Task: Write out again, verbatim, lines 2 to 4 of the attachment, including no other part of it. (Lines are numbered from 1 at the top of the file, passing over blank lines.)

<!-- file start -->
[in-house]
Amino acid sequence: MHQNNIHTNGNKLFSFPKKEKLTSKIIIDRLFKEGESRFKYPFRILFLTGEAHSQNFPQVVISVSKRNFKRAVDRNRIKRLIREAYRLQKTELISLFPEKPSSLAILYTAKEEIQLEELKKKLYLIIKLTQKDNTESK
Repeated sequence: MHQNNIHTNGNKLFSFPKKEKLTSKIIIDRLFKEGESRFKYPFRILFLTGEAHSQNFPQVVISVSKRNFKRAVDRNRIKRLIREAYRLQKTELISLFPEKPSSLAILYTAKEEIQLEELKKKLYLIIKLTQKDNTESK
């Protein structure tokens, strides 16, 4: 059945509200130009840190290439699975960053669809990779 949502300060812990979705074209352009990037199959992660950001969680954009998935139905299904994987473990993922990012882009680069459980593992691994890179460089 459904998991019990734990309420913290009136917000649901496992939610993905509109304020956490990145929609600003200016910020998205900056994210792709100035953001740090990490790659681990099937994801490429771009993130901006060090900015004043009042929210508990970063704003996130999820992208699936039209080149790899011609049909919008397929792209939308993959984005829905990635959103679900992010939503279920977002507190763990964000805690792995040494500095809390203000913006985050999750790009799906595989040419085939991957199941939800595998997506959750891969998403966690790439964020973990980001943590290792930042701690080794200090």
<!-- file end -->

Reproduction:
Amino acid sequence: MHQNNIHTNGNKLFSFPKKEKLTSKIIIDRLFKEGESRFKYPFRILFLTGEAHSQNFPQVVISVSKRNFKRAVDRNRIKRLIREAYRLQKTELISLFPEKPSSLAILYTAKEEIQLEELKKKLYLIIKLTQKDNTESK
Repeated sequence: MHQNNIHTNGNKLFSFPKKEKLTSKIIIDRLFKEGESRFKYPFRILFLTGEAHSQNFPQVVISVSKRNFKRAVDRNRIKRLIREAYRLQKTELISLFPEKPSSLAILYTAKEEIQLEELKKKLYLIIKLTQKDNTESK
């Protein structure tokens, strides 16, 4: 059945509200130009840190290439699975960053669809990779 949502300060812990979705074209352009990037199959992660950001969680954009998935139905299904994987473990993922990012882009680069459980593992691994890179460089 459904998991019990734990309420913290009136917000649901496992939610993905509109304020956490990145929609600003200016910020998205900056994210792709100035953001740090990490790659681990099937994801490429771009993130901006060090900015004043009042929210508990970063704003996130999820992208699936039209080149790899011609049909919008397929792209939308993959984005829905990635959103679900992010939503279920977002507190763990964000805690792995040494500095809390203000913006985050999750790009799906595989040419085939991957199941939800595998997506959750891969998403966690790439964020973990980001943590290792930042701690080794200090």